Impactiviti interviews Steve Woodruff, President and Founder of…Impactiviti. Steve consults with pharmaceutical clients on training, marketing, and communications initiatives, with a particular focus on strategic planning, project definition, and vendor recommendations.
Previously, Steve held Sales/Marketing/Business development positions with Pedagogue Solutions, and with a medical device company in the radiation medicine field. Steve actively blogs at the Impactiviti blog (pharma), and his blog called StickyFigure, which is focused on broader branding/marketing ideas.
Q1: Why did you start your own consulting business?
Two things converged to bring me to that rather scary decision. One, I concluded after many years in sales, that I was, in fact, more of a consultant than a salesperson – I loved hearing out challenges, thinking through solutions, and making recommendations. I would watch a real salesperson, and I’d say, “that’s not me.” I’m getting better at networking and schmoozing, but really, I’m an analytical type at heart. And secondly, I had entrepreneurial and creative drives that kept pushing to the surface, and I finally decided that the best way to use my skills was to build a business around…my skills. I happen to agree with Seth Godin that true job security means the hard work of creating something remarkable – not necessarily punching a clock.
Q2: Why was it scary?
It’s still scary. Starting a business means always living on the edge of potential failure. There’s no safety net. But I’d rather take the chance, and even risk failure, than look back later in life with regret that I didn’t have the courage to pursue my vision. One year in, I continue to approach each day with a sense of growing confidence – and stubborn fear.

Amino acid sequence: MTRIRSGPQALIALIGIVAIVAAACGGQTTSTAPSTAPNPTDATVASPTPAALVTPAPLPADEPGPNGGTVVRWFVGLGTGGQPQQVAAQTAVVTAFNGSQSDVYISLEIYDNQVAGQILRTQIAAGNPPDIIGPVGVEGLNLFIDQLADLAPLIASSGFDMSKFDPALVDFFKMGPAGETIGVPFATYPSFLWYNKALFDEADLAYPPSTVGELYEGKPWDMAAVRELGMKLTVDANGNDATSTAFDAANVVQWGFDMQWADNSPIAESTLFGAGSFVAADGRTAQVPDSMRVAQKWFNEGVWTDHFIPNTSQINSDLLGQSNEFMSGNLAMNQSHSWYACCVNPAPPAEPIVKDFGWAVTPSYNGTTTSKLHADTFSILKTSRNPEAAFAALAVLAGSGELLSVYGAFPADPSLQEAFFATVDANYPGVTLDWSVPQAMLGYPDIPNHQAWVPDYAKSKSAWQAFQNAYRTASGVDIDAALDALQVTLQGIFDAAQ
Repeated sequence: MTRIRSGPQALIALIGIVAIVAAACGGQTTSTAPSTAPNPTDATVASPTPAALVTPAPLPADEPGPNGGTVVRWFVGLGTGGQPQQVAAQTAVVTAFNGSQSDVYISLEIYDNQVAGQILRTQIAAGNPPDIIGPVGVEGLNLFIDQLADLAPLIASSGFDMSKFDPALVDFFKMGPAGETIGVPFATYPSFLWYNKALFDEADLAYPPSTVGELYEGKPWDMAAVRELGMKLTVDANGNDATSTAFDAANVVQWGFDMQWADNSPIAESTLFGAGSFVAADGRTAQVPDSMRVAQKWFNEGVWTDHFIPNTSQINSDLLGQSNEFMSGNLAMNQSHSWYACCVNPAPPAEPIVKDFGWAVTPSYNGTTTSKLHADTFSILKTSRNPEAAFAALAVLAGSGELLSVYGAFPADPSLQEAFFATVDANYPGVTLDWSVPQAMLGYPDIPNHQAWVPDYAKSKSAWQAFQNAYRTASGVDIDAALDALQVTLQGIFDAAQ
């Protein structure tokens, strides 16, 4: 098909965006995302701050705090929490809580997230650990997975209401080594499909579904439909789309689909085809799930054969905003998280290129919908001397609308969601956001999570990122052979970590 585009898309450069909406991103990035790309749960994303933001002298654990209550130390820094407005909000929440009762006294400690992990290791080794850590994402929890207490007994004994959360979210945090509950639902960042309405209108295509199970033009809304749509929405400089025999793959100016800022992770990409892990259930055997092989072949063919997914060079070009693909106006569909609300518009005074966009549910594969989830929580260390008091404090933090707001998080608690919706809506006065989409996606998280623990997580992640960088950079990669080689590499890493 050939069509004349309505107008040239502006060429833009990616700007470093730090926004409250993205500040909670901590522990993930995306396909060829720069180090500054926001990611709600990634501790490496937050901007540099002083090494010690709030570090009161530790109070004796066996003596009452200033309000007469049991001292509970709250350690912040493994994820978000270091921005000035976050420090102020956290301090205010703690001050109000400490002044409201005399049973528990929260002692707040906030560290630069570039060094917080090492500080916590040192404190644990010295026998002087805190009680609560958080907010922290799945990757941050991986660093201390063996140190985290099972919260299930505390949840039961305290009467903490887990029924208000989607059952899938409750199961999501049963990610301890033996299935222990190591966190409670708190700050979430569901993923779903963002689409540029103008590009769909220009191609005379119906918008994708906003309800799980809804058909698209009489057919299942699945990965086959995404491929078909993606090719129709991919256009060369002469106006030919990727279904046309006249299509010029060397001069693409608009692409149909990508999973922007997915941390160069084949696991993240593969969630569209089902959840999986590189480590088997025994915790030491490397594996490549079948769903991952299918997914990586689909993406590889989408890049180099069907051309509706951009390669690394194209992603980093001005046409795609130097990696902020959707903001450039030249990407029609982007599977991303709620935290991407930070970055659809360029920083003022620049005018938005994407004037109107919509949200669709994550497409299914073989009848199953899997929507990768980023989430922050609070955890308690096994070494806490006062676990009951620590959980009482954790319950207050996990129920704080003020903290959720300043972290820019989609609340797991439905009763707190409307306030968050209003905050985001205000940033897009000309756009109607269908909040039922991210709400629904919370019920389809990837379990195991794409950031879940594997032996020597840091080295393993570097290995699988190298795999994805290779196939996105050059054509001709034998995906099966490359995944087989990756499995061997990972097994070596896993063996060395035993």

Q3: What has been most fulfilling thus far?
Two things. One is sitting down with clients, hearing out their particular training needs, and being able very quickly to “match” them with a great provider. These win-win arrangements (the “recommendation” service which is unique to my business model) give me a real thrill because I have just saved a client from the headache of trying to guess who might make a good partner, and I’ve just helped my vendor/partner find new business that matches their abilities. I love that. The second thing has been to have the privilege to work with one particular client on a much fuller-scope assignment, evaluating a major part of their training structure and recommending major architectural changes (also vetting suppliers to help make it happen). I’m a big-picture, strategic thinker and those types of engagements are incredibly rewarding.
Q4: Who is your favorite client? And your favorite vendor/partner?
I’m a parent – I know this drill. They’re all my favorites! Actually, I’m privileged to regularly interact with some absolutely wonderful people, both on the client side and the supplier side. And I make it a point to build partnerships only with collaborative, quality, ethical companies. That’s the only way I can confidently provide recommendations. Did I avoid that question skillfully enough? Should I go into politics?
Q5: How do you keep up with all the blogging, and putting out a weekly newsletter?
I have too many ideas. And I love to write. After a year of blogging, I feel like I’m just now beginning to find my “voice.” Which, by the way, includes more humor than has been seen up ’til now…
Q6: What’s with that “other” blog, StickyFigure?
I’ve always been fascinated with branding and marketing. I focus on those topics on a separate blog, because many of those themes are not necessarily pharma-related. However, I view training, communications, and marketing as very closely related disciplines – they are all about using media and methods to make impact, to inform, to change minds, to inspire action. It’s a bit of a compulsion for me – I remember dreaming up a marketing campaign for some moving company way back in my teen years. When it comes to training, I believe in adult learning and instructional design, of course – but I’m always thinking about creativity, engagement, and impact.
Q7: Finally, how is your business doing?
I’m the odd type of consultant that gets a lot done in a short amount of time. Sometimes, all I need is 30 to 60 minutes to help clients find solutions (that’s the free recommendation service). So, yes, I am ready to work with more clients. I need to get out as much as possible!
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